Slideshow image

A Ukrainian Prayer is a short choral piece composed by John Rutter in March 2022 in response to the global tragedy in Ukraine. It was put together at very short notice with a group of 300 people at a workshop John was leading in London. The score for A Ukrainian Prayer has now been sent to over 8,000 choirs and singers around the world.

Prayer for Ukraine (Молитва за Україну) is a patriotic Ukrainian hymn published in 1885, which became a spiritual anthem of Ukraine. The text by Oleksandr Konysky is a patriotic poem written at a time when the Imperial Russian government suppressed the use of the Ukrainian language.

The music, composed by Mykola Lysenko, was originally intended for a children’s choir. It later became the regular closing hymn in services at Ukrainian Greek Catholic Churches, the Orthodox Church of Ukraine and other churches. It gained national significance when it was performed by mass choirs during the Ukrainian War of Independence in 1917–1920. The hymn was intended to be an official spiritual anthem of Ukraine. It has closed sessions of oblast councils, and has been performed at major national functions.

More recently, Prayer for Ukraine was performed in Kyiv in 2001 during a parade celebrating the 10th anniversary of Ukraine's independence. It has also become part of church services internationally, in response to the 2022 Russian invasion of Ukraine. On 26 February 2022, the Ukrainian Chorus Dumka of New York performed the hymn in the cold open of Saturday Night Live.

On 14 July 1998, with an initiative of the Cabinet of Ministers of Ukraine, the hymn was part of the law project registered under #1229 "About the text of the State Anthem of Ukraine and the Spiritual Anthem of Ukraine." The author of the project was Anatoliy Holubchenko, a native of Mariupol, the  then First Vice Prime Minister of Ukraine (1997–99).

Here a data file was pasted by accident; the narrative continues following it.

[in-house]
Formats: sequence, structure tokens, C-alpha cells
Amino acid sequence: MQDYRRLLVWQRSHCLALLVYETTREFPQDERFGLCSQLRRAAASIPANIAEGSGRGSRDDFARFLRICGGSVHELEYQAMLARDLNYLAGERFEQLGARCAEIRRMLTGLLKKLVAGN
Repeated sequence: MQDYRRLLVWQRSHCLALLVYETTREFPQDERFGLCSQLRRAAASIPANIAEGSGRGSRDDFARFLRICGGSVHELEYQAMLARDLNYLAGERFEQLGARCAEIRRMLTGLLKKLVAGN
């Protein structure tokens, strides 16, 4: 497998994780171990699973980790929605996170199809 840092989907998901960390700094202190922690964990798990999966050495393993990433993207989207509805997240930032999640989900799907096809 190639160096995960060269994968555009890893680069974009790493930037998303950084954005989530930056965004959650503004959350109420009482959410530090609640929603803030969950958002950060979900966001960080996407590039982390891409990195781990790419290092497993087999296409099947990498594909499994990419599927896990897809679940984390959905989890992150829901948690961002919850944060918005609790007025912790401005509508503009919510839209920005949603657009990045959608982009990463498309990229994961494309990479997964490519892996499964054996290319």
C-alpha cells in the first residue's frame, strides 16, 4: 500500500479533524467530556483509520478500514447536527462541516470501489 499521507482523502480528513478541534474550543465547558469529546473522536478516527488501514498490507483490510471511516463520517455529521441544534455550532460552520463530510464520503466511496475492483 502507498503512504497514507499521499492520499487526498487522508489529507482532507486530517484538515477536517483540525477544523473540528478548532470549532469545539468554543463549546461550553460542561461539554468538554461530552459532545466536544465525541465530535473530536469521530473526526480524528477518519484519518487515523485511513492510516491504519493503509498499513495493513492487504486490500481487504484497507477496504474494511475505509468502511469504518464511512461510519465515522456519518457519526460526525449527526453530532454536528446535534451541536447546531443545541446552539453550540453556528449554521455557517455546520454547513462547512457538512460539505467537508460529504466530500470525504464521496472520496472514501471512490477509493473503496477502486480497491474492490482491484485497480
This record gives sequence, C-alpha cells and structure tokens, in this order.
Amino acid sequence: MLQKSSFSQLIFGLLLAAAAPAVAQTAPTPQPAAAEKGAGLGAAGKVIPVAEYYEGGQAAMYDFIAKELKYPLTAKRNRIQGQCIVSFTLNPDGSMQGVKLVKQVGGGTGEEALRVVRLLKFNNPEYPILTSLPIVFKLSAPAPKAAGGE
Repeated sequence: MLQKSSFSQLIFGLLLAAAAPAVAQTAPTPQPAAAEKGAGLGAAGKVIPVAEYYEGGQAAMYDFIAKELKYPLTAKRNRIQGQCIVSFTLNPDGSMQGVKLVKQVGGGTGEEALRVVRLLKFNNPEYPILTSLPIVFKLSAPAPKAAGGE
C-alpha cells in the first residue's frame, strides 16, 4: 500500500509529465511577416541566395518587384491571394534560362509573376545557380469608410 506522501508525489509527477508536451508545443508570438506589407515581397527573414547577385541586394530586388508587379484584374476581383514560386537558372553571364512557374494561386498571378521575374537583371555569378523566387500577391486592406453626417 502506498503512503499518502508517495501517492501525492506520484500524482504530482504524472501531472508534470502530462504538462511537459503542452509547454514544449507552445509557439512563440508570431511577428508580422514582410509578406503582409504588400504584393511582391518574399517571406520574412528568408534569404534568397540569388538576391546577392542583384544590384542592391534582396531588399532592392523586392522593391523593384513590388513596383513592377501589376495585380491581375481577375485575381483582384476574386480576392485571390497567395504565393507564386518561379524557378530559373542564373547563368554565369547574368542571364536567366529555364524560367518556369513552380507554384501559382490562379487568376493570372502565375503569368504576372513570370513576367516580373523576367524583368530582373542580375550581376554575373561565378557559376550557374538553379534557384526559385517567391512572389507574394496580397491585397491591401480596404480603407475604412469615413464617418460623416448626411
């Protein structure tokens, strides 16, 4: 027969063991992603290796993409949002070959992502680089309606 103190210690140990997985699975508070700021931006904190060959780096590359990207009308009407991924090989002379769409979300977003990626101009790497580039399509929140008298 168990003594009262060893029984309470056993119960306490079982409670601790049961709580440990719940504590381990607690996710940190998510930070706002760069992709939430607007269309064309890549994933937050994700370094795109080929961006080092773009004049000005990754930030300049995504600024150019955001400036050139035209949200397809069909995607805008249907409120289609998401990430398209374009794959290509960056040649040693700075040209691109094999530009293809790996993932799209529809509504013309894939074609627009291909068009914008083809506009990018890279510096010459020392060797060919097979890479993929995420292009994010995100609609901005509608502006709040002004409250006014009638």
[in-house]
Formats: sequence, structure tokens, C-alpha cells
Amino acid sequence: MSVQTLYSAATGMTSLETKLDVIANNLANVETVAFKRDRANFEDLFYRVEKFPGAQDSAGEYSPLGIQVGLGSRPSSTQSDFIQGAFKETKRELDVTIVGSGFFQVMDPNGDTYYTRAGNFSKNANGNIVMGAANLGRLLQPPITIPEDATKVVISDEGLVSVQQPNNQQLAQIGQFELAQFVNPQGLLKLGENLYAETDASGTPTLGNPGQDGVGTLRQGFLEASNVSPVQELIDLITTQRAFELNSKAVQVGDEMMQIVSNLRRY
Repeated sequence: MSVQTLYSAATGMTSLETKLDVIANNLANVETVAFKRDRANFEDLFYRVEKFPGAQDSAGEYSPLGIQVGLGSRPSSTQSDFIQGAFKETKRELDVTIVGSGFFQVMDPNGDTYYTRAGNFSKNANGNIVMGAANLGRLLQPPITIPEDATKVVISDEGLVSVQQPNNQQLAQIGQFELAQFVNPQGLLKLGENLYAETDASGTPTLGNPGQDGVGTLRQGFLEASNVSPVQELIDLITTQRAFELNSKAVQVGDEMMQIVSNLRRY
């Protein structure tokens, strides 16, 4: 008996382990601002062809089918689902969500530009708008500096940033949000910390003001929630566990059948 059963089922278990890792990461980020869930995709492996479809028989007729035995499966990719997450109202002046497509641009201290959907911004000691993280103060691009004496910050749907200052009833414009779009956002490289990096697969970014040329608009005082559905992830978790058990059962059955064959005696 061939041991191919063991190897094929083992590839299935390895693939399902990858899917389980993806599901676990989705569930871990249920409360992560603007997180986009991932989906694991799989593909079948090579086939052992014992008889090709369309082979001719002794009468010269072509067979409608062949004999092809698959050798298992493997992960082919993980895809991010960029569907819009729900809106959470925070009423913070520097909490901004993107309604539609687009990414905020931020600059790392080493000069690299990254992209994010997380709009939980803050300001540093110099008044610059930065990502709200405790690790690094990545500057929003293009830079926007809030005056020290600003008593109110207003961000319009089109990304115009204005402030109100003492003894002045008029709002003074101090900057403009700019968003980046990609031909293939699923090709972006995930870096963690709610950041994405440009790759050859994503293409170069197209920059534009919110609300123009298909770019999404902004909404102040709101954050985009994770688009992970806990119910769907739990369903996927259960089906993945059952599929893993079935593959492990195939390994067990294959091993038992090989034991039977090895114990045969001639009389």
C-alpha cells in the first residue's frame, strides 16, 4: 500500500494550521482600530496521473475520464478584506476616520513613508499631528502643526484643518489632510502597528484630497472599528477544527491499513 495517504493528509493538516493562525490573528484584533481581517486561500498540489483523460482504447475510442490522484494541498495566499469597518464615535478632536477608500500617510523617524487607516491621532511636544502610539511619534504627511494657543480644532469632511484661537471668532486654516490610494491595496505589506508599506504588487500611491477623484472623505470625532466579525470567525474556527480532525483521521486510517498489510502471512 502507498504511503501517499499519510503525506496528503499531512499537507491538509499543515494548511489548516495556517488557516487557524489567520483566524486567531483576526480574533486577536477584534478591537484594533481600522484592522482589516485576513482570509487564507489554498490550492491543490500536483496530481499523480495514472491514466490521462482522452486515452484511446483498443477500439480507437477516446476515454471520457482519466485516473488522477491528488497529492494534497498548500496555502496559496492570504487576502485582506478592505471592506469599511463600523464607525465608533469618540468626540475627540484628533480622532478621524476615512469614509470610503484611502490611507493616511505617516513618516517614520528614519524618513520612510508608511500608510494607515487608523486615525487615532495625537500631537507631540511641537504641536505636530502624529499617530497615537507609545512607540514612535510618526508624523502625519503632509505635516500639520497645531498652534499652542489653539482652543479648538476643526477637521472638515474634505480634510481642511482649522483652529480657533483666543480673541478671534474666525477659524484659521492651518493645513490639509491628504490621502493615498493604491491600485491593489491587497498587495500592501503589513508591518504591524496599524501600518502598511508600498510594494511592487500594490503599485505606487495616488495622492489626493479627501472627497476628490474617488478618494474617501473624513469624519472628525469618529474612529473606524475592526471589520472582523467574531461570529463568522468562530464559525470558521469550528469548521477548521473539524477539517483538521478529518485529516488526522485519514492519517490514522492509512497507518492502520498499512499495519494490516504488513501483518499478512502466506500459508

By Rupert Lang


In 2004 Arvo Pärt was commissioned by the early music specialist Jordi Savall to compose a work for a peace concert based on the Latin antiphon Da Pacem, Domine (known to Anglicans as “Give peace in our time, O Lord,” also paraphrased by Martin Luther as Verlieh uns Frieden). Pärt began work on the commission two days after terrorist bombings on Madrid’s train system killed 193; it is the composer’s tribute to the victims, but also stands as a universal prayer for peace, recognizing God as our only true protection. The texture of the piece is identical to one of Pärt’s earliest tintinnabuli works, Pari Intervallo of 1976, written in memory of his step-father. Perhaps as a homage to Savall, in Da Pacem Pärt also employs actual Renaissance techniques, notably the use of the Gregorian Da Pacem melody as a cantus firmus in the alto part and Renaissance cadential formulae.

By Stephen Wright